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Educan is a dog training school with homes for birds and bats

Dogs aren’t the only animals to get special treatment in this colourful canine training centre near Madrid, which also includes homes for birds and bats.

Educan is a building designed by two Spanish architects, Eeestudio founder Enrique Espinosa and Lys Villalba, with biodiversity in mind.

Dogs standing outside Educan school for dogs, humans and other species
Educan is a training centre for dogs and dog trainers

The building is referred to as “a school for dogs, humans and other species”.

It primarily offers training for both dogs and dog trainers, but also accommodates various “companion species” that support the natural ecosystem of the local area.

Small birds and bats feed on insects such as mosquitoes, which can carry canine diseases, while also contributing to local pollination cycles. Meanwhile birds of prey help to keep rodent populations under control.

Facade of Educan school for dogs, humans and other species
The building also includes habitats for bird and bats, to help boost local biodiversity

Villalba said the aim was to create a building that helps nature to thrive.

“Sitting amongst fields, in a rural environment transformed over recent decades by urban development and intensive pesticide-reliant agriculture, Educan is trialling ways to recover the conditions of the ecosystem,” she said.

Coloured details including red curtain and yellow screen, Educan school for dogs, humans and other species
The building includes training areas, a classroom and a reception area

Constructed from extra-large shipping containers, the 300-square-metre Educan has warehouse-like proportions.

Organised over one storey, it is divided up into three spaces that include a training area that can be easily subdivided, a classroom and a reception area containing a kitchen and toilet facilities.

Interior of Educan school for dogs, humans and other species
The building is constructed from reused shipping containers

The clients, Eva Alda Cano and Marcos González, share the building with two German Shepherds, Bicho and Bomba. It is currently also occupied by 20 sparrows, six kestrel families, five swift families and a barn owl named Harris.

The building’s design offers facilities for all of these different users.

Facade and signage of Educan school for dogs, humans and other species
Sliding glass doors allows the facade to open, while rolling louvres offer shade

The flooring is a concrete aggregate that incorporates river pebbles, to make it better suitable for dog paws, while rolls of synthetic turf can be laid down in the training rooms.

Pyramid foam insulation creates a layer of soundproofing against loud barks, while windows are positioned at heights that suit both dogs and trainers.

Signage perches at Educan school for dogs, humans and other species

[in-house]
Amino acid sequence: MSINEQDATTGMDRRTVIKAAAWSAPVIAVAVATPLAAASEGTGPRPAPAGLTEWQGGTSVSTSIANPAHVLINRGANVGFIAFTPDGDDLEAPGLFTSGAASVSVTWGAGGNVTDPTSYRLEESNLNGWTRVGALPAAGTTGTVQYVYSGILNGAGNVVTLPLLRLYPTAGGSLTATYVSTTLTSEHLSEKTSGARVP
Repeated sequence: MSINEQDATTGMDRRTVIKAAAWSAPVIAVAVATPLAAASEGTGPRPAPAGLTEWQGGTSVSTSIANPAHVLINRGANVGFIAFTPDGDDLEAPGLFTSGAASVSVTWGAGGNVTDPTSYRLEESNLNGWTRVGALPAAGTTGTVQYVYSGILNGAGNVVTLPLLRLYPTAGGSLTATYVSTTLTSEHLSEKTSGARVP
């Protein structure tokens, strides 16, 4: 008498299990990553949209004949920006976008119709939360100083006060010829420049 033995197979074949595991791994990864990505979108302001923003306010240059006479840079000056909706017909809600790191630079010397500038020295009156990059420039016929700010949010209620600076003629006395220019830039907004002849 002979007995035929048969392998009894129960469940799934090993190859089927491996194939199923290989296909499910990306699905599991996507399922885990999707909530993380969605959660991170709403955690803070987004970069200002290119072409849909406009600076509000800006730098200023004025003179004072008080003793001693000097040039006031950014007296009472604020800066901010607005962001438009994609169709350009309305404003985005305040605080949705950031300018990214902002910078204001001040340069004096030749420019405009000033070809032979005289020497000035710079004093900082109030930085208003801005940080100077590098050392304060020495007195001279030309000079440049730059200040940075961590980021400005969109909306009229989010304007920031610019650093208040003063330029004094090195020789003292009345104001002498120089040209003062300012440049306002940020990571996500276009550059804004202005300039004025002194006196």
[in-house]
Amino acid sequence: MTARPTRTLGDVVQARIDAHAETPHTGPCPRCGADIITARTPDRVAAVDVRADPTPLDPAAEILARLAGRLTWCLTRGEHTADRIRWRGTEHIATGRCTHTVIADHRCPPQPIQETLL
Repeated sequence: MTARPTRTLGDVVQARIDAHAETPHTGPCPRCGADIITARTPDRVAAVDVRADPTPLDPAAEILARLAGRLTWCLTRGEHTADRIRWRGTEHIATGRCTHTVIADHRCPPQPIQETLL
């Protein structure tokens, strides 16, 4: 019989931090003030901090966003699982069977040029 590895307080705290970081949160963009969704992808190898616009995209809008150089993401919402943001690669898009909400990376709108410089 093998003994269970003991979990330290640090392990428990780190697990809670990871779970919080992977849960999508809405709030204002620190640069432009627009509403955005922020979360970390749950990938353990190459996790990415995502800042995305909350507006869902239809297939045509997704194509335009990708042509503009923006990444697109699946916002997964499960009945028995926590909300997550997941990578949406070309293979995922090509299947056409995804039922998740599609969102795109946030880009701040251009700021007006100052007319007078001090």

Nesting areas for bird and bats are integrated into the building

“The average eye height drops from over a metre and a half, to just half a metre,” said Villalba.

“Interior openings are raised to heights of more than one metre to avoid doggy distractions, while louvred window shutters shade the south facade, leaving enough space below for dog traffic to the outside,” she said.

Water trough at Educan school for dogs, humans and other species
Rainwater is diverted into troughs for the animals

High ceilings create plenty of perches for the building’s bird residents, and each species also has its own dedicated nesting area.

Nests for bats are located in a more surprising location.

They are located within the six chunky letters that spell out Educan on the building’s facade.

The building also integrates rainwater harvesting, providing water-filled troughs for the use of all animal species.

Colour and texture in Educan school for dogs, humans and other species
The building is coloured in vibrant shades of red, yellow, blue and mint green

Educan is brought to life by a vibrant colour palette that includes shades of red, yellow, blue and mint green.

These colours help to bring homogeneity to a highly textured palette of industrial materials, which includes corrugated metal, steel beams, exposed service ducts and pyramid-shaped foam insulation.

Wooden seating in Educan school for dogs, humans and other species
Custom made plywood furniture provides seating for the classroom

Bespoke details riff on these elements, for instance, the wiggle-edge plywood seating and the large circular windows.

“Educan is an experiment that demonstrates how agricultural architecture can also be a place of exploration and architectural innovation,” added Villalba.

Other recent buildings designed with dogs in mind include the Canine and Feline Hotel in Portugal and the Ohio office of dog toy brand and treats brand Bark.

The photography is by Javier de Paz García and José Hevia, as indicated.

Project credits

Architects: Enrique Espinosa (Eeestudio), Lys Villalba.
Client: Adiestramiento Educan
Construction company: Servicios Integrales Alji / Construcciones Metálicas Miguel Torrejón
Building engineer: Javier Reñones Marín
Structural engineer: Mecanismo
Building services engineer: Alberto Espinosa
Technical consultant: Jorge López Hidalgo
Collaborators: Maria Paola Marciano, Irene Domínguez

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